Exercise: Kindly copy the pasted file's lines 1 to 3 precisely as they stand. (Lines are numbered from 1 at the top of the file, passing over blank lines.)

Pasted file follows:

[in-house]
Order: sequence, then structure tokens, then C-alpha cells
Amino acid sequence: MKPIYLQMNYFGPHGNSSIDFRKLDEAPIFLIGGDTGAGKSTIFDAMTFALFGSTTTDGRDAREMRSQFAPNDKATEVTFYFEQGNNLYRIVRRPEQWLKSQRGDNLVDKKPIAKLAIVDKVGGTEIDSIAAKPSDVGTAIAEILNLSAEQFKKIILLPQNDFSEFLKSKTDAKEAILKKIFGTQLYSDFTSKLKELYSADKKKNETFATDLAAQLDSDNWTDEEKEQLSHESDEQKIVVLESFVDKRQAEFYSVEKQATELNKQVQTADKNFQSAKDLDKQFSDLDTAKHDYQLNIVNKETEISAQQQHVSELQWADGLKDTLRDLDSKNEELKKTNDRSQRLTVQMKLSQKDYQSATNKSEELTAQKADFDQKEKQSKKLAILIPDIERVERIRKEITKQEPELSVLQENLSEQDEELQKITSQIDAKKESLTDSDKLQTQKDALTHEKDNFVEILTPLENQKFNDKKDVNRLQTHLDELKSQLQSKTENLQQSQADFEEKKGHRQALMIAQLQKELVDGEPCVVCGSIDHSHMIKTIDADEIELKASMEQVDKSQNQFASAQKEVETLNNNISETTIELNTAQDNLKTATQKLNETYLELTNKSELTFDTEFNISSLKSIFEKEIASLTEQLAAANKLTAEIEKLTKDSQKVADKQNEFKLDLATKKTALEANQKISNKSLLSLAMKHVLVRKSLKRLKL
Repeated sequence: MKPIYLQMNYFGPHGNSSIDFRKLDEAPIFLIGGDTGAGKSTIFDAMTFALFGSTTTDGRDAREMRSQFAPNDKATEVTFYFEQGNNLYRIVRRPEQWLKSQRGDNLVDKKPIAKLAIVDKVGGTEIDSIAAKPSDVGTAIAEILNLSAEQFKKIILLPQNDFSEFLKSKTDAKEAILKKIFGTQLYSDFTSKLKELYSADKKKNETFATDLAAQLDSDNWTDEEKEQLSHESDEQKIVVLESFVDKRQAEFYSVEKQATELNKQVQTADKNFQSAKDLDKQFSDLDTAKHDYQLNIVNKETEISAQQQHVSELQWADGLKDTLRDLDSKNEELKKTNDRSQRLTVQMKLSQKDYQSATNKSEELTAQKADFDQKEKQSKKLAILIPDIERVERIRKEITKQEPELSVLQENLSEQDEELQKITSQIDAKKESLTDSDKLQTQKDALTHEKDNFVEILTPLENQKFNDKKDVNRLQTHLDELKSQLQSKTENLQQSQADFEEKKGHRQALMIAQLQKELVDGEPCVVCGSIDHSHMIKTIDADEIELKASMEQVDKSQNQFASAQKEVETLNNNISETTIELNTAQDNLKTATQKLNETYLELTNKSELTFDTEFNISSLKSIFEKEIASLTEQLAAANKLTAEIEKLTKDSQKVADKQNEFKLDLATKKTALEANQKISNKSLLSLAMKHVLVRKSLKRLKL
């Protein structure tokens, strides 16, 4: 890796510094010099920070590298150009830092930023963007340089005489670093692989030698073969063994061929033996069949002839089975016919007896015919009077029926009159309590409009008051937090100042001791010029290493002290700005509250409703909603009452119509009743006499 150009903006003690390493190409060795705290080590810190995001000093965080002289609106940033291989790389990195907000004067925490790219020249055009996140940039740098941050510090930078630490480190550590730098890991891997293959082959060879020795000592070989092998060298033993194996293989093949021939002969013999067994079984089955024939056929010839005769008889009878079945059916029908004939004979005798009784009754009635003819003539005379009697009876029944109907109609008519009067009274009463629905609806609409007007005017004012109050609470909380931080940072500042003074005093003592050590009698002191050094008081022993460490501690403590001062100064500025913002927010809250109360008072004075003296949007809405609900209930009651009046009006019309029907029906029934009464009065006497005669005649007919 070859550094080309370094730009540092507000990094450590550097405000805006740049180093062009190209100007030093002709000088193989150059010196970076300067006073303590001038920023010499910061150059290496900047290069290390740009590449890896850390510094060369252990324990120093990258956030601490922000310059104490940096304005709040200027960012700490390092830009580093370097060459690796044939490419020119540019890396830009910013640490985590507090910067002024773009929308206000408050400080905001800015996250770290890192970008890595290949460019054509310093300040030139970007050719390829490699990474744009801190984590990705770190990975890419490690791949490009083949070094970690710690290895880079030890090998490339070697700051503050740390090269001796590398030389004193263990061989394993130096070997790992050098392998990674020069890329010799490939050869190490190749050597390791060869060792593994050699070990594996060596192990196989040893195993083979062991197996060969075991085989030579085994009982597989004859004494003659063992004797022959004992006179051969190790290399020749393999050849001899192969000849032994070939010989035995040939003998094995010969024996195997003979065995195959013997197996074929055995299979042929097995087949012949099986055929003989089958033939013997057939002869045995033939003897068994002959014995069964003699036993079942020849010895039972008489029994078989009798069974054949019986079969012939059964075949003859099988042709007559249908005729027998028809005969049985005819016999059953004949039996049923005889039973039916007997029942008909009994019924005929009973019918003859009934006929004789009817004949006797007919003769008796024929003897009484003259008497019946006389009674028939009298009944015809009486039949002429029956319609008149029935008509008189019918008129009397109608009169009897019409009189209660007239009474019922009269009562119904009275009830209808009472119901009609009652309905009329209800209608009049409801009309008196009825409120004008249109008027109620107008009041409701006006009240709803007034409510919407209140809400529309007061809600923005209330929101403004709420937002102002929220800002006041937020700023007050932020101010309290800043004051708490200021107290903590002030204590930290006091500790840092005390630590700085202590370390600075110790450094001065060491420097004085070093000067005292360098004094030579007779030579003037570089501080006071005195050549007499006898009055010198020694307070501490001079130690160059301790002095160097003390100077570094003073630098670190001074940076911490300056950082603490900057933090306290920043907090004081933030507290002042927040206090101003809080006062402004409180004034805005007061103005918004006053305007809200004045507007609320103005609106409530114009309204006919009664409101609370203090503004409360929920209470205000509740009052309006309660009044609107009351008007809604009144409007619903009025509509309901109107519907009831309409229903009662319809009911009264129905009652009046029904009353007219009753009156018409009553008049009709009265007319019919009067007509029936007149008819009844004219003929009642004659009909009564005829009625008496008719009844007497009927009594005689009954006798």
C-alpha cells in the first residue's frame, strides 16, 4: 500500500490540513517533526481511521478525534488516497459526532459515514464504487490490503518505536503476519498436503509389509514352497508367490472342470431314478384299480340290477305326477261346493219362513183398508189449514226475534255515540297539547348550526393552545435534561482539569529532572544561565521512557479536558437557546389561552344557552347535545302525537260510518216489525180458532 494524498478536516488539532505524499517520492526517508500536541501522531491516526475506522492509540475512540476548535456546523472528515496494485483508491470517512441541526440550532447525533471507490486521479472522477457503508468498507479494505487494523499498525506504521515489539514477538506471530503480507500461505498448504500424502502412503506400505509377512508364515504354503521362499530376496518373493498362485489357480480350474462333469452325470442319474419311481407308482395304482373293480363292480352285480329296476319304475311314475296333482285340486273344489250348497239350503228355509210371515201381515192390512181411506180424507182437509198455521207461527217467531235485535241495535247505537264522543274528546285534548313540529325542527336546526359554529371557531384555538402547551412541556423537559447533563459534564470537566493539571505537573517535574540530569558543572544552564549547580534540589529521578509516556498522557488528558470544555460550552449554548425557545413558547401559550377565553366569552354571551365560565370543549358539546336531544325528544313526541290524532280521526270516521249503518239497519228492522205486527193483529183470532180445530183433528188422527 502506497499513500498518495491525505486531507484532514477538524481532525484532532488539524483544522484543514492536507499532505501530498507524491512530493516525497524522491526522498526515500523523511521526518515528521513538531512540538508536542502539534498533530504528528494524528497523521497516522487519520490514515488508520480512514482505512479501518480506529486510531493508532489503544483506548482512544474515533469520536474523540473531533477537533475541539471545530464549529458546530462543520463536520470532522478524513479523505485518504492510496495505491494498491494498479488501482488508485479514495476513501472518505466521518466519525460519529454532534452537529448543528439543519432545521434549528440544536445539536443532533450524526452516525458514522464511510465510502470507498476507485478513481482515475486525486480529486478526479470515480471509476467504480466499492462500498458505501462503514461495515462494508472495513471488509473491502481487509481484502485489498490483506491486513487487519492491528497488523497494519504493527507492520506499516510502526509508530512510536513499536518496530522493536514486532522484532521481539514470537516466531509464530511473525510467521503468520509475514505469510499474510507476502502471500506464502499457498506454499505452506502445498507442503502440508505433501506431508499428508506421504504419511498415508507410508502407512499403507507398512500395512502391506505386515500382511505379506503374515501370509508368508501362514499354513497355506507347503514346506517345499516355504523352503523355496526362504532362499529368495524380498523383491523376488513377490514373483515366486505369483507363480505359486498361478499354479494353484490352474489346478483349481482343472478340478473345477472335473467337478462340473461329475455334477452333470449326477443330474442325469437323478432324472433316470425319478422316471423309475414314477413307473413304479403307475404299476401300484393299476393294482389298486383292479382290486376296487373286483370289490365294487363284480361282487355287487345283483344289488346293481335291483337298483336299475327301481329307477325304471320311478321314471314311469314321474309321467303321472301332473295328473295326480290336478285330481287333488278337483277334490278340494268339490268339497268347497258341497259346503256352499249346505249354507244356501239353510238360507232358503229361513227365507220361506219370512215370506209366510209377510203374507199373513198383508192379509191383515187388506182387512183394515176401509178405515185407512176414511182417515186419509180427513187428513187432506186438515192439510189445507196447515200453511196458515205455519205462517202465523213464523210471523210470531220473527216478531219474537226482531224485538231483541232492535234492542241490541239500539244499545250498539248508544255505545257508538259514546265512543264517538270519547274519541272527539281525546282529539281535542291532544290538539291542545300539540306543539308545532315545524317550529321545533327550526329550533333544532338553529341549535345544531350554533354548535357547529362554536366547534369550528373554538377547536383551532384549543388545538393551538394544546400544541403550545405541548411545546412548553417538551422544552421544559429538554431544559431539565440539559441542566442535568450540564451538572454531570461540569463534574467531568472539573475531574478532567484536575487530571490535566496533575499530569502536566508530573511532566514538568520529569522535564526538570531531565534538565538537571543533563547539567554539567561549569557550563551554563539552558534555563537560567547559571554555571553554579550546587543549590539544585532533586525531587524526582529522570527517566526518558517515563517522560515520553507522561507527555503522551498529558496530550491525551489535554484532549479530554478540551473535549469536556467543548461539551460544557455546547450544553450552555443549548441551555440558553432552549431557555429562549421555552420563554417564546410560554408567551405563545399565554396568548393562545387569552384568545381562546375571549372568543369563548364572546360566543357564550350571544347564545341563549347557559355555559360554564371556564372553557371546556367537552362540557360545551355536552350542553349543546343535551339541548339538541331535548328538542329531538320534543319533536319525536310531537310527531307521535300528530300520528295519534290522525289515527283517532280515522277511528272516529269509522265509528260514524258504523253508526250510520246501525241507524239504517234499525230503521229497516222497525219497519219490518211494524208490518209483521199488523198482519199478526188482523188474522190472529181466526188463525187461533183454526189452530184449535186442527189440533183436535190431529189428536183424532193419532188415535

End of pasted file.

[in-house]
Order: sequence, then structure tokens, then C-alpha cells
Amino acid sequence: MKPIYLQMNYFGPHGNSSIDFRKLDEAPIFLIGGDTGAGKSTIFDAMTFALFGSTTTDGRDAREMRSQFAPNDKATEVTFYFEQGNNLYRIVRRPEQWLKSQRGDNLVDKKPIAKLAIVDKVGGTEIDSIAAKPSDVGTAIAEILNLSAEQFKKIILLPQNDFSEFLKSKTDAKEAILKKIFGTQLYSDFTSKLKELYSADKKKNETFATDLAAQLDSDNWTDEEKEQLSHESDEQKIVVLESFVDKRQAEFYSVEKQATELNKQVQTADKNFQSAKDLDKQFSDLDTAKHDYQLNIVNKETEISAQQQHVSELQWADGLKDTLRDLDSKNEELKKTNDRSQRLTVQMKLSQKDYQSATNKSEELTAQKADFDQKEKQSKKLAILIPDIERVERIRKEITKQEPELSVLQENLSEQDEELQKITSQIDAKKESLTDSDKLQTQKDALTHEKDNFVEILTPLENQKFNDKKDVNRLQTHLDELKSQLQSKTENLQQSQADFEEKKGHRQALMIAQLQKELVDGEPCVVCGSIDHSHMIKTIDADEIELKASMEQVDKSQNQFASAQKEVETLNNNISETTIELNTAQDNLKTATQKLNETYLELTNKSELTFDTEFNISSLKSIFEKEIASLTEQLAAANKLTAEIEKLTKDSQKVADKQNEFKLDLATKKTALEANQKISNKSLLSLAMKHVLVRKSLKRLKL